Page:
introducing the prado trench coat sewing pattern

Guess what. We have a brand-new pattern for you! The Prado Trench Coat is both trendy and classic, by which I mean it’s a classic style that you can wear for many years to come, but it’s also very on-trend right now. Trench coats are everywhere, have you noticed? And I think this one is particularly elegant. I’ve been having so much fun sewing and wearing it, as have our pattern testers! I hope you will, too. Here it is.

The Prado Trench Coat is an unlined trench coat with lots of wonderful details that you will find only in high-end trench coat styles. It’s a double-breasted style that includes notch collar with collar band, princess seams, a cape with inverted box pleated at the back (which gets sewn into the princess seams to give you very cool styling), front welt pockets, two-piece sleeves with button tabs, epaulettes at the shoulders, and a back walking vent. The pattern also includes a very cute cropped version without the pockets and walking vent.

You can create so many styles with this pattern! Eliminate the cape and belt for a pea coat style, or lengthen it to be more dramatic like I did with the khaki version below above. Or be bold and sew it in wool coating with an added lining to make a winter trench coat, which I’ll show you in a day or two.

Here’s the thing about trench coats: they’re so versatile! For a long time I thought they weren’t my style at all because every time I tried to wear one it felt too stiff and formal. But a few years ago I realized that I just needed to find my silhouette and fabric. The traditional mid-length trench coat in light stone gabardine didn’t suit me at all. But length or shorten it and play with the color? Yes, please.

Once you decide on which fabric and view is your style (or styles–why stop at just one trench coat when you could make several different styles?) you can wear it so many ways! Over a hoodie and sweatpants or with a white Classic Shirt and faded jeans or over business attire or even over a fancy dress for evening. I’ve been wearing mine non-stop for months now, and I don’t have to think much about grabbing it when I’m headed out because it goes with everything.

I added about 12” to our View A to make this one in dark khaki, which is made from a water-resistant treated cotton twill . It’s very lightweight, and the double-breasted styling with the big collar gives it a more casual, relaxed vibe. I prefer my trench coats a bit oversized (more trendy, more relaxed in feeling), with the sleeves pushed up and the collar popped a bit. I might belt it or leave it unbuttoned with the belt tied in the back to keep it out of the way. It can be styled a lot of different ways.

Recommended fabrics include gabardine, denim, linen, cotton twill, canvas, or even home dec fabrics like sateen or jacquard. Like I said, I sewed a winter coat with a fully lining using this pattern, and I used a heavy wool for it. So you have lots of options here. This is a fun pattern to sew, with a really high achievement level when you finish! There is nothing difficult about it, but it does take some time to sew this style because there are quite a few pieces. But if you know our patterns you know I walk you through all the steps carefully and you’ll feel so satisfied and accomplished when you finish!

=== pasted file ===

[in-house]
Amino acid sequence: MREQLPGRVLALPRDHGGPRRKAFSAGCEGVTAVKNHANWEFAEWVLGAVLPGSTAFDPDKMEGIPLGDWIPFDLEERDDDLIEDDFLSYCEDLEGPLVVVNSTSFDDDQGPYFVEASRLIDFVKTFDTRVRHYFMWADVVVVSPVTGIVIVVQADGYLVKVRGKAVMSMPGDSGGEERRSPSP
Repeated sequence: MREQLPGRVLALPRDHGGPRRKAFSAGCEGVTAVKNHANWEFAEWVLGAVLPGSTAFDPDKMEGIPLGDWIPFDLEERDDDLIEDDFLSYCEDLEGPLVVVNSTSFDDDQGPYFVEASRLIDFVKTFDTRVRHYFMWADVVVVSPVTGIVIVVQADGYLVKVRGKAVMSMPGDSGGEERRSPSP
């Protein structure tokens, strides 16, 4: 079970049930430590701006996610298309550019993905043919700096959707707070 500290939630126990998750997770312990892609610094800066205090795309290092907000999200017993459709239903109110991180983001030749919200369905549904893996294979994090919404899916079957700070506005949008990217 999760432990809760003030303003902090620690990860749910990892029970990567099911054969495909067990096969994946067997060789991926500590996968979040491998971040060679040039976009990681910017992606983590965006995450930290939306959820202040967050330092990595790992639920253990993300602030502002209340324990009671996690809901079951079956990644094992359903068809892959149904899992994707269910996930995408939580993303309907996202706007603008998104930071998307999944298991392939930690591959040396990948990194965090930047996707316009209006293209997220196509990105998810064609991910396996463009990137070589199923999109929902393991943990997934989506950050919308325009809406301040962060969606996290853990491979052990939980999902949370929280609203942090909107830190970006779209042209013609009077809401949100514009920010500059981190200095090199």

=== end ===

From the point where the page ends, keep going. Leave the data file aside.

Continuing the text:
So what do you think? As always, I can’t wait to see what you do with this pattern! I hope you’ll give it a shot. I’ll have more inspiration and testers’ photos for you in the days to come.

But meanwhile, you can pick up a copy of the Prado Trench Coat, which is available in digital format only at this time right here. I hope you’ll tag us with #pradotrench and #lieslandco so we can see what you make. This will be so exciting!




  1. I stashed a trench coat appropriate fabric about six years ago when I saw it on sale, in the hope you’d one day do this!
    But of course now I want a super heavy but washed/soft linen one, which of course I can’t find under$100/m
    Love the pattern, and yes, I’m sure I’ll end up with more than one version

    1. Ha! I love that you’ve been waiting for this pattern! Can’t wait to see what you make–I know it (they) will be great!

  2. Teresa

    Thanks for this pattern. Will it be available in paper in the future? Will there be other spring patterns?

    Thanks for a great classics item

    1. Hi Teresa! The other spring patterns are at the printer and will be available soon. This pattern will be available only in digital format due to printing costs and high minimums.

      1. Teresa Shean

        ok gonna buy now – looking forward to the spring patterns as you have spoiled us .

  3. Aviva Garrett

    This pattern looks awesome! I can’t wait to start. I bought fabric and buttons for a trench-style raincoat perhaps 8 or 10 years ago, and I have been looking for the proper pattern even since. By the way, I love the wool version and the kid’s version.

    1. That’s terrific! Glad you like it.

  4. Diana

    I knew you were going to create a trench coat pattern and this one is beautiful. Only disappointed it is not lined but I can make a lining. Now to find fabric – what colour should I go for – red sounds good for spring or maybe green? Decisions, decisions. Looking forward to the other spring patterns.

    1. I’m glad you like it! And if you want to line this coat you can easily make it using the same pieces, the way I did with the green winter coat as described in this blog post:

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